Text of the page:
Thai toddler becomes the youngest person to be cryogenically frozen

This article is more than 12 months old

Matheryn Noavaratpong died in January 2015 after her family made the painful decision to take her off life support.

She suffered from ependymoblastoma, a rare form of brain cancer that occurs in very young children.

In an e-mail interview with online magazine Motherboard, Matheryn's father, Dr Sahatorn Noavaratpong, said that they decided to cryogenically freeze Matheryn becasue they hope that one day science can come up with a better way of treating this form of cancer and also regrow her body. 

Matheryn was diagnosed in 2014 when she was just 26 months old. 



แค่มองตาก็รู้ใจ นักสู้ฟันน้ำนมของพวกเราI can see your fighting heart through your lovely eyes just with an eye contact.

Posted by Matheryn Naovaratpong on Tuesday, September 30, 2014


In the hospital, the doctors found a tumour that was 11cm long in the left half of her brain.

They removed half the tumour in an operation which involved drilling through Matheryn's skull.

The little girl defied the odds and woke up from her coma. 

What followed was months of operations and treatments which left her with radiation burns and caused her to lose 80 per cent of the left side of her brain.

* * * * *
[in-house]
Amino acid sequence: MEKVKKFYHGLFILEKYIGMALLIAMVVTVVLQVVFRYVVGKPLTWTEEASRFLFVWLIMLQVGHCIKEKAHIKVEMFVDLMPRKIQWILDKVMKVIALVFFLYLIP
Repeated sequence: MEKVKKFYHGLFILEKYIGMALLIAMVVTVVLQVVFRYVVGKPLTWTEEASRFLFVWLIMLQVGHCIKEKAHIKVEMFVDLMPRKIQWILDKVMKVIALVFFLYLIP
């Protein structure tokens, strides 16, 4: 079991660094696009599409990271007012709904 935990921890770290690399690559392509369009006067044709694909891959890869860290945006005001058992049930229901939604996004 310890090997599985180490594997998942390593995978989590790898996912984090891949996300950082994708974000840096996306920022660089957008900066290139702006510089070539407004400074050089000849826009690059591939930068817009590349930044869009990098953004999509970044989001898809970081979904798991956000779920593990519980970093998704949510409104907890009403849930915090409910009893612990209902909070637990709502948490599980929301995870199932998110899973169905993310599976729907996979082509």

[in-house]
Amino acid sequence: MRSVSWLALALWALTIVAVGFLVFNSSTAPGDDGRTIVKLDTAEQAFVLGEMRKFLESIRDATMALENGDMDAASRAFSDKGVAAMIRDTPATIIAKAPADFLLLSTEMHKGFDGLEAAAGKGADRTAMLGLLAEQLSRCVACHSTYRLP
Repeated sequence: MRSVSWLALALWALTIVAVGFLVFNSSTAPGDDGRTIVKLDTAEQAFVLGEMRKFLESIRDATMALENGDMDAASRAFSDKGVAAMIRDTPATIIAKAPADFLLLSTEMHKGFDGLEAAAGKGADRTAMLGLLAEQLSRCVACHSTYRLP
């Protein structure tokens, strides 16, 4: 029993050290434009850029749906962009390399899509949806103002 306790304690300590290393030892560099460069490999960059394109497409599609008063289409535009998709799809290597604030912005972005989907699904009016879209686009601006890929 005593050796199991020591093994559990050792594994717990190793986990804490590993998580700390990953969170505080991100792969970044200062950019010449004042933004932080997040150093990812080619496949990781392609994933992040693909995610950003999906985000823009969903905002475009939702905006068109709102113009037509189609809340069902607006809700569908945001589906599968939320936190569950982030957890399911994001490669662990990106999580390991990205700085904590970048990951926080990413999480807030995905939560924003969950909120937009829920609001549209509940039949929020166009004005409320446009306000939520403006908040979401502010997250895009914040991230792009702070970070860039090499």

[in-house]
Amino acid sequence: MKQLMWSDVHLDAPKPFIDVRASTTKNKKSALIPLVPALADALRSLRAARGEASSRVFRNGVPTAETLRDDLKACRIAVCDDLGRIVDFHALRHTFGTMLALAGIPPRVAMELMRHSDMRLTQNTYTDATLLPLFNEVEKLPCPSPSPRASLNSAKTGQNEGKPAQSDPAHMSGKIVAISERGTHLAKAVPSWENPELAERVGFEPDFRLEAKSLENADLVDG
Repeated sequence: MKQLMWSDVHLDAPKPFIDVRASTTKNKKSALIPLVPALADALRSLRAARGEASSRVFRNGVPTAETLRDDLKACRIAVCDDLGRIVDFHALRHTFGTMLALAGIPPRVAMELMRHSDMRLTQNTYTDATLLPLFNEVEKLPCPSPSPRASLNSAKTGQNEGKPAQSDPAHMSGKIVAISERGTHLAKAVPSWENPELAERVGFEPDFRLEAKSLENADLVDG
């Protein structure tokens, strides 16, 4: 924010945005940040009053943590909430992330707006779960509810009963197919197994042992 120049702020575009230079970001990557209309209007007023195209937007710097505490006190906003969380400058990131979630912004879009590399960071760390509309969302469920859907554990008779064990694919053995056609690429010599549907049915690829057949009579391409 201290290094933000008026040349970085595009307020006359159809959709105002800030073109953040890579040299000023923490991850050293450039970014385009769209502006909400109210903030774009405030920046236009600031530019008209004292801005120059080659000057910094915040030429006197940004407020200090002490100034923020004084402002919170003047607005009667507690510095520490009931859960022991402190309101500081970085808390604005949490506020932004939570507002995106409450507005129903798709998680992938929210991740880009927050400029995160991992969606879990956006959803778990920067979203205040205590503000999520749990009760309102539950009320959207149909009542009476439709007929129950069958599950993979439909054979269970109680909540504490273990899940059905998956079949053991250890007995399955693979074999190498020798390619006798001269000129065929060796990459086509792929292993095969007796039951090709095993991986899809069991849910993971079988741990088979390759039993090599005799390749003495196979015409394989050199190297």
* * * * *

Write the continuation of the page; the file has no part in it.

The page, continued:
รอยไหม้ทั้งศีรษะ คอ หน้าผาก หูและหลัง ที่เห็นเป็นแถบดำๆ และบริเวณที่ลอกคือแนวที่ฉายรังสี ตอนนี้หนูไอนส์ค่อนข้างจะอ่อนแร...

Posted by Matheryn Naovaratpong on Tuesday, December 9, 2014


Despite her fight, the cancer spread to the rest of her brain.

So on Jan 8 this year, her family took her out of hospital and made the painful decision of releasing her from her life support.

“Among family and relatives, we played and held her before we relieved her from the life support system, released her heavy load off her shoulder at 18:18," said Dr Noavaratpong.

Before they made that decision, they got in touch with Alcor Life Extension, a company in the United States dealing in cryonics - the low temperature preservation of humans and animals - and preparations were made to preserve her body.

"They're hoping that by preserving the tissue cells of this particular cancer, they can come up with a better treatment plan, and maybe even eventually cure it. If you look at the global picture of what they're trying to accomplish, it's very altruistic," Aaron Drake, the Medical Response Director at ​the Alcor Life Extension Foundation to Motherboard.

Now, young Matheryn is the youngest person to be cryogenically frozen, and her body lies in Arizona, in the hope that in the near future, science can not only find a new method of fighting her cancer but also revive her from her deep sleep.

Source: Facebook, Motherboard